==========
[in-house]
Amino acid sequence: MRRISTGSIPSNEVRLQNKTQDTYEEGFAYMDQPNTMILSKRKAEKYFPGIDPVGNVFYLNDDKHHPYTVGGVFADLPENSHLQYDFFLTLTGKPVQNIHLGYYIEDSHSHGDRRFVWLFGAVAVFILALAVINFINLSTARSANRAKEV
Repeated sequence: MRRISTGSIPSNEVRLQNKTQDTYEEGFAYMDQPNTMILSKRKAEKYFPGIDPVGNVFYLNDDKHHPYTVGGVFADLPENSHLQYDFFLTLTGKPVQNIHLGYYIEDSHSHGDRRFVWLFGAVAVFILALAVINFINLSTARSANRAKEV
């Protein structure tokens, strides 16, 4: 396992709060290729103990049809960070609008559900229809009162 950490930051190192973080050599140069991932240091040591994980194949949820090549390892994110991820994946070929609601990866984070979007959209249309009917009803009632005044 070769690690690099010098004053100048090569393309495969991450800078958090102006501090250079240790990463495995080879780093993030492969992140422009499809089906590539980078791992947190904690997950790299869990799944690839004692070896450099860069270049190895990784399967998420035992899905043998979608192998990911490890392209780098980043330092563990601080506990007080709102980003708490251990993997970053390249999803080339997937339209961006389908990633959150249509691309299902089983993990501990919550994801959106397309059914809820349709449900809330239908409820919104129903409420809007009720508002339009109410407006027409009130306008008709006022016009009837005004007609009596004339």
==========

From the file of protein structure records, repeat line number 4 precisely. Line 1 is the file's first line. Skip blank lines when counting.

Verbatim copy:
């Protein structure tokens, strides 16, 4: 396992709060290729103990049809960070609008559900229809009162 950490930051190192973080050599140069991932240091040591994980194949949820090549390892994110991820994946070929609601990866984070979007959209249309009917009803009632005044 070769690690690099010098004053100048090569393309495969991450800078958090102006501090250079240790990463495995080879780093993030492969992140422009499809089906590539980078791992947190904690997950790299869990799944690839004692070896450099860069270049190895990784399967998420035992899905043998979608192998990911490890392209780098980043330092563990601080506990007080709102980003708490251990993997970053390249999803080339997937339209961006389908990633959150249509691309299902089983993990501990919550994801959106397309059914809820349709449900809330239908409820919104129903409420809007009720508002339009109410407006027409009130306008008709006022016009009837005004007609009596004339």